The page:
'Free market economy' behind UK's Covid vaccine success, says PM

Boris Johnson celebrated the role of the “free market economy” as the “centerpiece” of the vaccine launch when he launched the Conservative campaign for the May elections.

The prime minister told activists on Saturday they should applaud the “incredible scientific breakthrough” in the fight against the coronavirus as they try to rally support for the Tories.

Speaking to the Conservative Spring Virtual Spring Forum, he said the party would “wisely keep taxes and spending down” while promoting a private sector to support the jab by jab, job by job path to recovery.

Labor hit back, accusing the government of “cronyism”, saying the Tories are cutting nurses’ wages and NHS spending while raising taxes on families.

Mr Johnson said the state had “played a pretty big role” in the vaccination program and that health workers, councilors and the army all played important roles.

“But in the end, none of this would have been possible without the innovative genius and commercial strength,” he added.

“And you know what I’m going to say – the power of the private sector – the free market economy.

“Because at the heart of this vaccine launch is a great and inevitable lesson about the need for private capitalist energy that takes risks.”

Labor Vice-Leader Angela Rayner hit back and called on the public to vote for the party on May 6 to “achieve a safer and more successful UK recovery from the pandemic”.

“The success of the vaccine rollout shows how brilliant our NHS is, in stark contrast to the £ 37 billion outsourced Serco test and trace system that couldn’t control infections and prevent further bans,” she added added.

“A vote for Labor is a vote for our NHS and a raise for our nurses. A vote for the Conservatives is a vote for more cronyism, more incompetence and more cuts in local services. “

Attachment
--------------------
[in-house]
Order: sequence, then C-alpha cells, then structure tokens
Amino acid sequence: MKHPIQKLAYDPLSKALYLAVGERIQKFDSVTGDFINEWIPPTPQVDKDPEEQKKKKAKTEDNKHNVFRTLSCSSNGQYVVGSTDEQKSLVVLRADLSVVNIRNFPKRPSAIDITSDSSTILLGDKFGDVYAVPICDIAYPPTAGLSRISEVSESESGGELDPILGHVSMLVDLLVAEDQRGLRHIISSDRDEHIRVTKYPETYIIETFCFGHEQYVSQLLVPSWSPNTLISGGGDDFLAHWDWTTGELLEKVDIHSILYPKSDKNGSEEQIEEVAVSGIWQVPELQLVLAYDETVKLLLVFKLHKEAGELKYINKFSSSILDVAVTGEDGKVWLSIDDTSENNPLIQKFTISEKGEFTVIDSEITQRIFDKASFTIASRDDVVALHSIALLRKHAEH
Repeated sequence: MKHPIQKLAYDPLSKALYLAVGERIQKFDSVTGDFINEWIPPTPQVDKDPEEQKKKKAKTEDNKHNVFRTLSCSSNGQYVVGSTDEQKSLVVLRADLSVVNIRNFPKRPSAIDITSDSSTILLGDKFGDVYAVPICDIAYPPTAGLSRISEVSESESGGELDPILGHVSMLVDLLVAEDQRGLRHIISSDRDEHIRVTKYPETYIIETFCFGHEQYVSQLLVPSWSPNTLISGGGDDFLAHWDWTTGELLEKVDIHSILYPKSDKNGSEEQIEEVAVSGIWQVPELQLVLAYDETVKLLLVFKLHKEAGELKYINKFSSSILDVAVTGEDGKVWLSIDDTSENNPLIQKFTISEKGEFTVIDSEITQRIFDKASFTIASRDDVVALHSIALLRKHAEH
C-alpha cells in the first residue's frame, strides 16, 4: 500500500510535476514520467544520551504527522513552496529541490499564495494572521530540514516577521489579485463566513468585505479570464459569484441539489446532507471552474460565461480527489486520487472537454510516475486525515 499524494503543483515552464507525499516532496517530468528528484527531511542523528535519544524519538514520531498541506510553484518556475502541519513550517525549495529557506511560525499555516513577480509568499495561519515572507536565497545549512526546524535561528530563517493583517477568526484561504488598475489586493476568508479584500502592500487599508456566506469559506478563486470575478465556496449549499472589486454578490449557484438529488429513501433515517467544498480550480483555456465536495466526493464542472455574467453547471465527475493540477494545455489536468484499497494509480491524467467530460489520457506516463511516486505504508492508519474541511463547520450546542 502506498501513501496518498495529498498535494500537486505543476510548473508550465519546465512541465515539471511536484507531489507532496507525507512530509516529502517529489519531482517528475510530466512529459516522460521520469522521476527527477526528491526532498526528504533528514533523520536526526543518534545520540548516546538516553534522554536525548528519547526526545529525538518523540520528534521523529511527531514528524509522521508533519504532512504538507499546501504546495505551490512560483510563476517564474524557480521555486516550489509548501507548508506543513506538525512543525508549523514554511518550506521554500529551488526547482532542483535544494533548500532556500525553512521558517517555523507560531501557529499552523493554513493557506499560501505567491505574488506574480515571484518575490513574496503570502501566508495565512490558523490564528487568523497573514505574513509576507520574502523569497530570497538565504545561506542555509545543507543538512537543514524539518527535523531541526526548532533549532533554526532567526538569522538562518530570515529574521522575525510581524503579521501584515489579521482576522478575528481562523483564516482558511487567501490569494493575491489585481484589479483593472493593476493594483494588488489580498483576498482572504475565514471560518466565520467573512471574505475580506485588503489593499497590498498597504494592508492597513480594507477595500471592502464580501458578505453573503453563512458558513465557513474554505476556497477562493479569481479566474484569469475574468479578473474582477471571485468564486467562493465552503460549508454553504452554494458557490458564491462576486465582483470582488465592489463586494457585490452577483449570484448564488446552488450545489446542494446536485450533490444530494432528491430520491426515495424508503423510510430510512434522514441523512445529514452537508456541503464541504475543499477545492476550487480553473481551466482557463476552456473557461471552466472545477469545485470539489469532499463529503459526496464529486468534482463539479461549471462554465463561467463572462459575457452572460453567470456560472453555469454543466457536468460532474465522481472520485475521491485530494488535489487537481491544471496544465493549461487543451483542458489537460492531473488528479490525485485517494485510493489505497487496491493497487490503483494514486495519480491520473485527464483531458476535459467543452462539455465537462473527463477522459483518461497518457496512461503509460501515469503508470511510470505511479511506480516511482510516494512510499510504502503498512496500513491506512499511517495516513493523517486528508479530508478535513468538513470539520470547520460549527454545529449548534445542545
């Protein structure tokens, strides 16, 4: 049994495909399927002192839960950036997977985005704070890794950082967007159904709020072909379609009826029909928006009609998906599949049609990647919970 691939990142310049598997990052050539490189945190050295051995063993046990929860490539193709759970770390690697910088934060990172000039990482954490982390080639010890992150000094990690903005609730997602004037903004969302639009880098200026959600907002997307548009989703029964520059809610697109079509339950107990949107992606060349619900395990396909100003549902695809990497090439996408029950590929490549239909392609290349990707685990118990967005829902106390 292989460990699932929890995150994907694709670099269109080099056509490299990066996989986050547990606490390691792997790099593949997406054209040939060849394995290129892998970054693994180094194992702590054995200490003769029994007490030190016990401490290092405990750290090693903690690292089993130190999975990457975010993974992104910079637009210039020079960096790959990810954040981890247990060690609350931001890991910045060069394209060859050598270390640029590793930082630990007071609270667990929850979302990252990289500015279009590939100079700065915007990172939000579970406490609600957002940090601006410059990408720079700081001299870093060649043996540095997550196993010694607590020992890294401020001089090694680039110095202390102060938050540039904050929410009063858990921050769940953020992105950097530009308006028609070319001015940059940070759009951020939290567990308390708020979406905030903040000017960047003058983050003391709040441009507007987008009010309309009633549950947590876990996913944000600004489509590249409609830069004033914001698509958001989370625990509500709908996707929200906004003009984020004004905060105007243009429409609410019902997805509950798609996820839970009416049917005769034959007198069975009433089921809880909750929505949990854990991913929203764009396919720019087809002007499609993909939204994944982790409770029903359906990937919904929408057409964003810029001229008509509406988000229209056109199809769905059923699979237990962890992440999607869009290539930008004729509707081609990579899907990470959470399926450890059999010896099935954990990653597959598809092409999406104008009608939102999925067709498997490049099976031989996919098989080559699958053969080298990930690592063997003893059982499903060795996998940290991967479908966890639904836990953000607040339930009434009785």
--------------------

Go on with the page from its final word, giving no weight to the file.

The May 6th vote will include polls for county and county councils in England, police and detective commissioners and mayors of the city, including London.

There are also elections to the Scottish Parliament and the Welsh Assembly.

There will also be a by-election in Hartlepool, where Labor will hope to defend the inland seat.

During the virtual conference, Amanda Milling, co-chair of the Tory party, warned that Labor could see a “post-Corbyn boom,” with Sir Keir Starmer in charge of the party after his predecessor’s disastrous general election campaign.

Sir Keir launched the Labor campaign earlier this month targeting the government’s controversial 1% wage increase for NHS workers. He stated that “a vote for Labor is a vote in support of our nurses”.

Conservatives must defend their handling of the coronavirus pandemic during the campaign which saw the UK suffer a high death rate and financial slump.

However, the party clearly hopes that the successful introduction of vaccines will increase their chances of success.

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